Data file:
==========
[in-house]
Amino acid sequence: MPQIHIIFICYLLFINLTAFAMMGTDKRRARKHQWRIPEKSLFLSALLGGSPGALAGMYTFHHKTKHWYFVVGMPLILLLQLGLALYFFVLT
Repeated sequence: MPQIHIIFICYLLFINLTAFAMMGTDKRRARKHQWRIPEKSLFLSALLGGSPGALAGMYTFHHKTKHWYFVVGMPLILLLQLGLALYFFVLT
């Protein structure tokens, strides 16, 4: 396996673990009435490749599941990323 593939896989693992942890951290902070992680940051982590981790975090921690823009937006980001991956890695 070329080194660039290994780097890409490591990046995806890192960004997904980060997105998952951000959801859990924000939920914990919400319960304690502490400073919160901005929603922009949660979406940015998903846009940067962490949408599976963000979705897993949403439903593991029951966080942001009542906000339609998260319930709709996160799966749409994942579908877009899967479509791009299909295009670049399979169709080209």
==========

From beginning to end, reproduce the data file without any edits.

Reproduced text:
[in-house]
Amino acid sequence: MPQIHIIFICYLLFINLTAFAMMGTDKRRARKHQWRIPEKSLFLSALLGGSPGALAGMYTFHHKTKHWYFVVGMPLILLLQLGLALYFFVLT
Repeated sequence: MPQIHIIFICYLLFINLTAFAMMGTDKRRARKHQWRIPEKSLFLSALLGGSPGALAGMYTFHHKTKHWYFVVGMPLILLLQLGLALYFFVLT
């Protein structure tokens, strides 16, 4: 396996673990009435490749599941990323 593939896989693992942890951290902070992680940051982590981790975090921690823009937006980001991956890695 070329080194660039290994780097890409490591990046995806890192960004997904980060997105998952951000959801859990924000939920914990919400319960304690502490400073919160901005929603922009949660979406940015998903846009940067962490949408599976963000979705897993949403439903593991029951966080942001009542906000339609998260319930709709996160799966749409994942579908877009899967479509791009299909295009670049399979169709080209």